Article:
If the respondent admits the claim and agrees to pay or act, the parties should to negotiate a specific final date for payment or action. If the respondent does not pay or act by the agreed date, follow the process set out above for having judgement signed against the respondent, and then apply to enforce the judgment by issuing an investigation hearing using Form 141 – Application to Enforce Judgment.

The respondent can admit liability for all or part of a debt owed. If the respondent only admits part of the debt owed, and this is not satisfactory, the applicant can continue with the action. However, the applicant may have to pay the respondent's costs if the court awards no more than what the respondent paid into the Court.

A respondent can admit liability for a debt by filing an Enforceable Payment Agreement (Form P2) document with the Court.

Denial of liability - Defence

  • The respondent has 28 days to file a defence from the time a claim is served.
  • A respondent has to complete a Form 51 or 51S . If the Defence is filed in person at the Magistrates Court registry, the respondent should file a Form 51 with a Form 51S attached. If the respondent is filing the Defence online the respondent should use the Form 51S only [r 334.1]
  • A Defence must identify any part of the applicants claim that is agreed
  • A copy of the defence will need to be served (sent or given) to the applicant.

Counterclaim / Cross Claim

  • If the respondent thinks they have a claim against the applicant, they can complete and file a counterclaim. This is a Form 61 or 61S. The filing fee is $153 as at 1 July 2019.
  • The counterclaim needs to be filed with the defence, and, if for any reason the applicant’s claim does not proceed or is dismissed, the respondent’s counterclaim can still continue as a separate action.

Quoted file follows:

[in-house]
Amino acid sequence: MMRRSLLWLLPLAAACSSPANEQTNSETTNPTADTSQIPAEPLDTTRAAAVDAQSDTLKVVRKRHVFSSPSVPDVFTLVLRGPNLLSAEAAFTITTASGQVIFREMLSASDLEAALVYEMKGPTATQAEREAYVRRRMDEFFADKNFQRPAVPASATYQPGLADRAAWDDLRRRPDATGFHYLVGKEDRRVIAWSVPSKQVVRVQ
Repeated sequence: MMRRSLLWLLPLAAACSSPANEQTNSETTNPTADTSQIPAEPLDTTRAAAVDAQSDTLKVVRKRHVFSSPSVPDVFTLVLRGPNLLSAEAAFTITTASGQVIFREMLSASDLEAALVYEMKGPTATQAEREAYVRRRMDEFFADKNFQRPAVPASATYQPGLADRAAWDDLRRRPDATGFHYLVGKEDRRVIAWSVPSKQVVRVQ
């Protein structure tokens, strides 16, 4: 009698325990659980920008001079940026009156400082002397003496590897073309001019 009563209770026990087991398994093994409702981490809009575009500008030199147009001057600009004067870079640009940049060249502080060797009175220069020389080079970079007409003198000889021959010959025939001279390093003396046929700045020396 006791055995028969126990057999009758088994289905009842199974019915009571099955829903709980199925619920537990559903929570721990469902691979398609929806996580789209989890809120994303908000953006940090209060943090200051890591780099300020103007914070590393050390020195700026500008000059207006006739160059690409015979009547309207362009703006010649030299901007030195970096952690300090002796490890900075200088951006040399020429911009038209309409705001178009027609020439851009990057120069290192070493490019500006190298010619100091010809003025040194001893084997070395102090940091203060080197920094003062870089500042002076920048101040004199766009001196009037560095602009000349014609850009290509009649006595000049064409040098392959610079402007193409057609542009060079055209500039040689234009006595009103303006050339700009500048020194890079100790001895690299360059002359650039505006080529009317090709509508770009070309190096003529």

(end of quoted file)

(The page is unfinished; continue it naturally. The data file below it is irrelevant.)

• If the applicant has a counterclaim filed against them, the court assumes the applicant is defending it, and does not require the applicant to file a defence to the cross claim unless the court orders it [r 334.2 (7).

How is an undefended minor civil claim dealt with?

If a defence is not filed within 28 days of service of the claim the applicant can go back to the court registry and ask to sign judgment. This is done by filling in a Form 76B. By doing this the claim will become a judgment of the court and can be enforced in the same way as a judgment given by a magistrate after a trial.

It is possible for a respondent to subsequently apply to the court to set aside a judgment obtained in this way, but before the court will do so it would have to be convinced that the respondent had a valid reason for not filing the defence within the 28 days and that they also have good grounds for defending the claim. See Setting aside default judgment .

The amount of money that the court may sign default judgment for in the applicants favour will be determined by the type of outcome (or damages) that the applicant is seeking: